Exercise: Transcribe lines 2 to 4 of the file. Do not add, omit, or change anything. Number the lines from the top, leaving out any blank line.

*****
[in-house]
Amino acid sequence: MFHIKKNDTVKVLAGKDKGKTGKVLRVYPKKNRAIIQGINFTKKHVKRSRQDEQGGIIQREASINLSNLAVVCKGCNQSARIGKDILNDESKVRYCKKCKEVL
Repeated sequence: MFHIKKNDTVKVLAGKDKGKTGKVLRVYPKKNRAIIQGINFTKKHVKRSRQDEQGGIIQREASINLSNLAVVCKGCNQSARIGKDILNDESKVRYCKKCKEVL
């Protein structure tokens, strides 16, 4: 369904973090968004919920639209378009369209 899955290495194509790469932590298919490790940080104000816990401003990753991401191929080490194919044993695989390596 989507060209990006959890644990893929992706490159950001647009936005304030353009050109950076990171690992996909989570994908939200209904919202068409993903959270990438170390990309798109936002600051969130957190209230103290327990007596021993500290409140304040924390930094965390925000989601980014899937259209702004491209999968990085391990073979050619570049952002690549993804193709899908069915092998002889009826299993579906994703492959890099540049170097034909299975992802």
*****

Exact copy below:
Amino acid sequence: MFHIKKNDTVKVLAGKDKGKTGKVLRVYPKKNRAIIQGINFTKKHVKRSRQDEQGGIIQREASINLSNLAVVCKGCNQSARIGKDILNDESKVRYCKKCKEVL
Repeated sequence: MFHIKKNDTVKVLAGKDKGKTGKVLRVYPKKNRAIIQGINFTKKHVKRSRQDEQGGIIQREASINLSNLAVVCKGCNQSARIGKDILNDESKVRYCKKCKEVL
């Protein structure tokens, strides 16, 4: 369904973090968004919920639209378009369209 899955290495194509790469932590298919490790940080104000816990401003990753991401191929080490194919044993695989390596 989507060209990006959890644990893929992706490159950001647009936005304030353009050109950076990171690992996909989570994908939200209904919202068409993903959270990438170390990309798109936002600051969130957190209230103290327990007596021993500290409140304040924390930094965390925000989601980014899937259209702004491209999968990085391990073979050619570049952002690549993804193709899908069915092998002889009826299993579906994703492959890099540049170097034909299975992802």